Improving lighting provides a good example of a holistic approach: on a basic level, it seems to go against environmental energy conservation measures, but we have to consider this within the broader issue of the kinds of neighborhoods we create. We don’t need bright, glowing lights everywhere if we do have a variety of mixed uses on the street with homes, businesses and cafes, shops, public transportation, and so on, and such a configuration would feel much safer to people than even a well-lit but abandoned street. Being alone is the greatest factor for fear. We have to rethink the way cities have been designed to separate work in one zone, homes in another, industry or shopping in another. If we have more mixed-use spaces, people are out and about, and they feel comfortable in the presence of others. In Paris, the mayor has been talking about the 15-minute city, and that concept certainly relates to feminist ideas about bringing those things to gather and creating more proximity of services, which could also help with the care work burden. At least, as long as we address the question of who can afford to live in these 15-minute neighborhoods.

It’s the same with smart technologies. In some cases, women have been making use of technology like mobile apps to stay safe, tracking places of harassment and fear for instance. This can be a useful thing, but in many cases we know that these technologies, just like the city, are not neutral. They’re designed by particular people, and they might not serve the needs of a majority of users, and there’s still a technology divide in who has access to a smartphone or a computer at home. Not everybody has access to those things, so it’s likely to lead to skewed data in terms of what gets input into the system based on who has the technology and from which information is being gathered.

One of the great things about cities is that there are so many different communitiesand neighborhoods in them that have long been generating their own ideas about what they need and what works for them. I would like to imagine that we can pay attention to those communities and listen to what they actually need. For many cities over the last several decades, the goal has been to use urban space to create as much capital accumulation as possible. So it is also about a greater mindset shift away from thinking about cities as profit-generating machines to thinking about them as viable.

OLIVIA ROHDE, Roskilde Festival (DK) 2019

The involvement of community is key in many aspects of the gendered and inclusive approach you describe. Do you think it should inspire a shift from top-down to a more bottom-up approach of urban planning?

A bottom-up approach is definitely key. It’s challenging because it does take more time for planners and developers to consult with the community, to really listen to people, to find ways to engage a wide variety of community members who might not feel that they should go to a planning meeting, or don’t think that they can have their voices heard by the people in power. So it’s a slower process. It’s not always easy to give communities everything that they want, but as someone pointed out to me once, it actually will save you time and money in the long run, because if you design a space that nobody wants to use, or is unsafe, or becomes a haven for dangerous activity, or isn’t sustainable in some way, then you have to rebuild it. And this is much more expensive than just taking the time from the beginning to create the kind of housing, or playground, or green space, or transportation routes that would actually serve the people in those communities.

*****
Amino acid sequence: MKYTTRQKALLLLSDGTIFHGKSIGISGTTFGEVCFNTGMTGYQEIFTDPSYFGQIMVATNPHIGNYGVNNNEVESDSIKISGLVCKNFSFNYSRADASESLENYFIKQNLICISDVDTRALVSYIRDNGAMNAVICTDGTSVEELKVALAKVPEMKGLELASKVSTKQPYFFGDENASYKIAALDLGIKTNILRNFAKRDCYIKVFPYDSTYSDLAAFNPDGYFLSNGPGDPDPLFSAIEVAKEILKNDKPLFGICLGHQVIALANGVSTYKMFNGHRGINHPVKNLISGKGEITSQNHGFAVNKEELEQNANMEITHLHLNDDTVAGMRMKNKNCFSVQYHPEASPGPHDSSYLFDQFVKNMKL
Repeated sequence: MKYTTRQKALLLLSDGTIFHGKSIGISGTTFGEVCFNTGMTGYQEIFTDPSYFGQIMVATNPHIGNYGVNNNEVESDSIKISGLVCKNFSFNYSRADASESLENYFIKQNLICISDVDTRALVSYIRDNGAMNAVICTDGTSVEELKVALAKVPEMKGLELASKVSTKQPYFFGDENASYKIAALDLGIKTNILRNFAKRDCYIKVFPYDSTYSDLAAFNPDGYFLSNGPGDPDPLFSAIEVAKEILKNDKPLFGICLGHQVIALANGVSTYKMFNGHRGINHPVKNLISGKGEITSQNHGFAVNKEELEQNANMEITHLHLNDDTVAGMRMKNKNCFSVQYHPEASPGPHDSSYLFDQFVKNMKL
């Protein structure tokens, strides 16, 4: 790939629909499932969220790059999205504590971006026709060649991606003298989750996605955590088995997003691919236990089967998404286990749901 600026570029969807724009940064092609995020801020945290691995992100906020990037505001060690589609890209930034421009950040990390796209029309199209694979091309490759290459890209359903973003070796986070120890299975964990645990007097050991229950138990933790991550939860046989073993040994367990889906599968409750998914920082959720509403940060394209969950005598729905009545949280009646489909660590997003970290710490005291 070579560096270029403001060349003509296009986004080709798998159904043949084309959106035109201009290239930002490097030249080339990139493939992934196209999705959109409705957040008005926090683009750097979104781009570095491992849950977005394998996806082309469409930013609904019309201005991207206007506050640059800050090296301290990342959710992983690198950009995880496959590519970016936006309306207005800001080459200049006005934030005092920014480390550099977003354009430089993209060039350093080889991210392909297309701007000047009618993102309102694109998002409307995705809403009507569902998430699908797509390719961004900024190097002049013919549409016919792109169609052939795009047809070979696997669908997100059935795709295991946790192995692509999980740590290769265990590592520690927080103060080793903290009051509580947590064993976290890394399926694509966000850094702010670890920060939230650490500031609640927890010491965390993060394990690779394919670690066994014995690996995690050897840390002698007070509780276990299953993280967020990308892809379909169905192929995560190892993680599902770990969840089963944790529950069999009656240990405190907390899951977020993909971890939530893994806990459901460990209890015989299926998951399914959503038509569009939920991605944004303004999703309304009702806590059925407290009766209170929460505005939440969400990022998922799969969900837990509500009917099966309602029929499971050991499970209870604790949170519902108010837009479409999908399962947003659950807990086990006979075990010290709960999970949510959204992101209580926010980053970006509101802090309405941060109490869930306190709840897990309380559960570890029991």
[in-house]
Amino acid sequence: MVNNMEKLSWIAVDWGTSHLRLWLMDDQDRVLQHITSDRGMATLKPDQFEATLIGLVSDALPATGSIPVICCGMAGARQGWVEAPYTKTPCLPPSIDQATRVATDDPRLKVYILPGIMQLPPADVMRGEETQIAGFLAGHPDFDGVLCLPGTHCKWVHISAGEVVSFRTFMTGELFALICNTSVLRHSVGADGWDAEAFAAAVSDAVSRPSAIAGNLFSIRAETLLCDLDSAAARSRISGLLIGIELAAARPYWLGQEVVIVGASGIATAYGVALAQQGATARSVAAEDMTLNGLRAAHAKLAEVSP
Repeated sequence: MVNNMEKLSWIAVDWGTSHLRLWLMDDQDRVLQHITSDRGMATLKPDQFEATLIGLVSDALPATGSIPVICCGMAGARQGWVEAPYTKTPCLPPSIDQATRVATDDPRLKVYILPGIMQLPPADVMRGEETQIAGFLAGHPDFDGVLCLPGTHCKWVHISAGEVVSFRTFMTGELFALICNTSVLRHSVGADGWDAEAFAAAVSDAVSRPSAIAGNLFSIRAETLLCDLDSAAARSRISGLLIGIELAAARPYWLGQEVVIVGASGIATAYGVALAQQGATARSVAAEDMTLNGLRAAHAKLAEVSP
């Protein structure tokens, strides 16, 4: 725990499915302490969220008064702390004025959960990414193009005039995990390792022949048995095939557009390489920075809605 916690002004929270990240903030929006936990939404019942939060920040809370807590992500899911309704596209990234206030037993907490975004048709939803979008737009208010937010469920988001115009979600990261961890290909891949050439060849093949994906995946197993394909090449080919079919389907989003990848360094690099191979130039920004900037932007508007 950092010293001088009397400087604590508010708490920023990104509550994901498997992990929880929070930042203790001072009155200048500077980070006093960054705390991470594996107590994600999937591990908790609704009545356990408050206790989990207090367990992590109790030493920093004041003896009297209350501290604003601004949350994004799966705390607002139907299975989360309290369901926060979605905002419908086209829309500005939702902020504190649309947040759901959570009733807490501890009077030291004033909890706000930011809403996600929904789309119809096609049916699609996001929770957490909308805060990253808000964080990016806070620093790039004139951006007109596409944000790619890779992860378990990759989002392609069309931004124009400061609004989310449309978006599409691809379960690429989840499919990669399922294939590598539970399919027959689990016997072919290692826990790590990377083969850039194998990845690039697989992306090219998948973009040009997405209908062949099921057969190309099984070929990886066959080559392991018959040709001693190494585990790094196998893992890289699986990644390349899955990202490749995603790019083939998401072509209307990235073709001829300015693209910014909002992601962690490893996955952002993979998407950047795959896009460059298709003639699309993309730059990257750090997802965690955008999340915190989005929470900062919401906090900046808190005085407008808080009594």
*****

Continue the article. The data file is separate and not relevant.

With the pandemic, we’ve also seen communities really taking matters into their own hands in terms of creating what we call ‘mutual aid practices’, which is where you are making sure that the people in your neighborhood have enough food to eat, where you’re checking on senior citizens, where you’re helping to look after each other’s children when it’s safe to do so, when you are giving people rides to and from work or Covid tests, these sorts of things. communities have long found ways to create their own networks of care. I think that if we pay attention to and start to look for what is already happening, we can learn a lot about how we might scale those things up and learn where our cities need to do better to provide for the needs of people who are vulnerable in our cities. It’s just a question of what we decide to make a priority for our society.




How feminism and urbanism can influence each other

Diann Bauer is an artist and co-founder of the Laboria Cuboniks collective, which launched the Xenofemist movement – a feminism of the 21st century, which takes into account the revolution associated with the development of new technologies, and wants to make it a tool of struggle. Xenofeminism argues that alienation is not an obstacle, but rather a weapon in the struggle for the emancipation of individuals. Indeed, being marginalized allows us to develop our consciousness and redefine our identity. She describes how her studies in architecture and town planning inspired her thinking, and, conversely, how the artistic and feminist research into which she has embarked can influence urban planning. She also returns in more detail to the notion of consciousness, which occupies her current research.


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Rethinking Urban Spaces through Gender Mainstreaming

The city of the future will be more sustainable, leveraging technology and nature, but it must also be more inclusive, which entails conducting efforts to engage in reflexivity regarding the making of the city. For feminist geographer Leslie Kern, the urban environment is not neutral. It was set up to support standards and power relations and was long operated by white men from the upper classes. She invites us to examine a broader spectrum of needs of city dwellers and to reintroduce embodied reality into urban design. This results in tangible spatial interventions, for instance, on lighting and walkways, but also on social issues, around mixed use and taking into account marginalized voices in the decision-making processes.